Price drops, prices rises, better bundles; pricing seems to keep cropping up with increasing regularity since Activision decided to raise the price on Modern Warfare 2 above the then average RRP. Although there does seem to have been a slow price increase this generation, it’s not the increases from publishers that are fuelling much of the discussion; it’s the supermarkets.
Of course I don’t need to tell you about what stores such as Tesco and Asda are doing with game pricing in an attempt to get you to pick up a few loaves of bread at the same time. I’ve no idea just how effective these price incentives are as a loss-leader; to me it doesn’t seem likely that I’m going to pop into Asda, pick-up a copy of whatever new game I want and then do my shopping just because I happen to be there.
Picking up food typically doesn’t pop into my head when buying games, even if I’m in a supermarket. However, they keep happening so the supermarkets must be gaining something out of it.[drop2]What’s brought this all up is the price war that seems to be surrounding the launch of the Vita, although the same thing seemed to happen when the 3DS launched a little under a year ago. It now seems that the cheapest place to pick up the Vita on launch will be at Asda, although I wouldn’t be surprised if that has changed once again by the time the console launches.
It might be easy to blame this aggressive pricing from the supermarkets for the issues that the Game Group chain of stores seems to be suffering from right now, but it does seem they’re just piling on tops of the problems caused by the internet. It’s not even that internet stores have lower overheads resulting in lower prices, although that’s certainly one aspect of it. No, the real key is in the growth of comparative shopping and price comparison services online.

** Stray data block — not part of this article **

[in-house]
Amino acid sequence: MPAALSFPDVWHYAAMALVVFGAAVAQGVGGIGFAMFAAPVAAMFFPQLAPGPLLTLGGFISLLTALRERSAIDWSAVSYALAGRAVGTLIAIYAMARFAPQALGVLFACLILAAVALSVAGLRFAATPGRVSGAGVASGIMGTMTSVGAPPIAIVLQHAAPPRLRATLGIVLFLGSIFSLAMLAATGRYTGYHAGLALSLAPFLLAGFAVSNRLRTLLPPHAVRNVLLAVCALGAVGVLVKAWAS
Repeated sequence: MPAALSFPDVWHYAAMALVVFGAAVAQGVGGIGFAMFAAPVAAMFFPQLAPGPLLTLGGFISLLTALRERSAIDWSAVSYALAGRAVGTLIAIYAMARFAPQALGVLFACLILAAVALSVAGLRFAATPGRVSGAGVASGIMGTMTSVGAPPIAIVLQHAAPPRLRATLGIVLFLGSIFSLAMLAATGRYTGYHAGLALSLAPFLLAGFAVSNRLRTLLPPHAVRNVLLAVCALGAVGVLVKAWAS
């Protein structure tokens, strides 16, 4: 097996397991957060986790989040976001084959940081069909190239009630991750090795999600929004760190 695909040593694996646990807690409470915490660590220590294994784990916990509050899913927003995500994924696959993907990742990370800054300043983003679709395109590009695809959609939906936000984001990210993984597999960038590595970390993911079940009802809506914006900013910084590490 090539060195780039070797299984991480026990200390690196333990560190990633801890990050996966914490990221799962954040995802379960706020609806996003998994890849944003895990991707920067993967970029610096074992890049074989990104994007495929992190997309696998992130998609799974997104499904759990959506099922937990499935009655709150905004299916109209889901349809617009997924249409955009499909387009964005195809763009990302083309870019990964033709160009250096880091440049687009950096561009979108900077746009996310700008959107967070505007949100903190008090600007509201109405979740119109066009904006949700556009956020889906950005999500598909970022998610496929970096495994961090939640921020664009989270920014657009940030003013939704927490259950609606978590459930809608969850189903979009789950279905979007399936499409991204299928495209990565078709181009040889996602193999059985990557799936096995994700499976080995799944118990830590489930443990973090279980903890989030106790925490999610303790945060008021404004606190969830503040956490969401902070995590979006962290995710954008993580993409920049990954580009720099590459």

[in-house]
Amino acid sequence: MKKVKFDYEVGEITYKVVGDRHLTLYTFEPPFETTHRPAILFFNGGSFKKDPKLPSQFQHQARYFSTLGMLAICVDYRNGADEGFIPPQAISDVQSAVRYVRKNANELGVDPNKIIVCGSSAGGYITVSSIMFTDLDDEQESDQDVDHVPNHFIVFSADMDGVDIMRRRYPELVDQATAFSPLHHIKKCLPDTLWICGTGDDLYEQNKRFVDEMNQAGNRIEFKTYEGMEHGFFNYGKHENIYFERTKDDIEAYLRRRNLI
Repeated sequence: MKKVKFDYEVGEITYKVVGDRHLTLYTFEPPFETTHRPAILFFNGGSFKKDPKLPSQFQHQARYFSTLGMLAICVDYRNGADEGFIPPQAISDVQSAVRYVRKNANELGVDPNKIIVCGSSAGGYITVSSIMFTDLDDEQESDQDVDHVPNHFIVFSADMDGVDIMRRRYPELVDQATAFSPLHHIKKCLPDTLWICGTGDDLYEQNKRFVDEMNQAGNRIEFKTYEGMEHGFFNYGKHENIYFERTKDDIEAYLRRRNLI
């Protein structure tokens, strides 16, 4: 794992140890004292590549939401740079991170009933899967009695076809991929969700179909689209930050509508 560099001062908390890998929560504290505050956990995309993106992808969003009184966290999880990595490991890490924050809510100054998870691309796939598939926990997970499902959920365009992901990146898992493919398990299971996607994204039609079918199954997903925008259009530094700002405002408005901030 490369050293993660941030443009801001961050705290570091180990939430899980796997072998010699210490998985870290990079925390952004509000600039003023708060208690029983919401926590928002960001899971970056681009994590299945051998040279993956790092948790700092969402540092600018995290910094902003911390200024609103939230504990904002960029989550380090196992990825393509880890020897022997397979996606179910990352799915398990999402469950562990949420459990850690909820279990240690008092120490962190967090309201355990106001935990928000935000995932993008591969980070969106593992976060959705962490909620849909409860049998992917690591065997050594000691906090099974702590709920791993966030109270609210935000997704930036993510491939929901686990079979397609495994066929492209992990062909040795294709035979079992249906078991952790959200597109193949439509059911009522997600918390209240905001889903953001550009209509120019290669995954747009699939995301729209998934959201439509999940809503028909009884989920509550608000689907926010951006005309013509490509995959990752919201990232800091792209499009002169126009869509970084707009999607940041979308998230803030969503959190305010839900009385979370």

Although there’s always been an element of comparative shopping on the high street, the internet makes it so much simpler. If I’m shopping in brick and mortar stores, something I try and do regularly as it’s far more enjoyable than shopping online, I may well try and have a look at more than one store’s price if I can.
This takes at the very least the time of walking to another shop or two, and then searching for whatever you were after. It’s not always the quickest of approaches, but you can still get a bargain that way. Of course, it’s become a bit tougher since the choice on the high street have become sadly narrowed in the last few years, but you can still shop around if you chose to.
However, online it’s pretty trivial. Google’s shopping search is generally the first stop, but browser plugins in like Invisible Hand make it even more simple; search on one site and get an instant response as to whether or not there’s somewhere else offering the same product for less. Beyond even that there’s the crowd sourced sites like HotUKDeals and Cheap Ass Gamer, which don’t just get you the best deals online but in person as well.
The problem for physical stores is that they just can’t compete with the internet on price, particularly when it’s become so easy to check if an option is cheaper. I don’t think the internet will ever totally drive the physical market to die, but it’s clear that the situation right now (coupled with the massive price drops at supermarkets) is causing problems for many independent retailers and is even troubling the bigger chains.
These price wars and constant one upmanship between various retailers may be good for consumers but it does seem that ultimately it may be to the detriment of the market and games overall. Oh, there are certainly other factors at play (like the back and forth between retails and publishers over pre-owned games), but if this constant competitive pricing were to force someone like Game to step out of the market the effect would be significant and, in all likelihood, to the detriment of gaming as a whole.
Hopefully this is all just a phase, like the previous issues over the price of clothing and CDs in supermarkets, and we’ll see things stabilise soon. If we’re lucky it might be soon enough to stop anyone going out of business.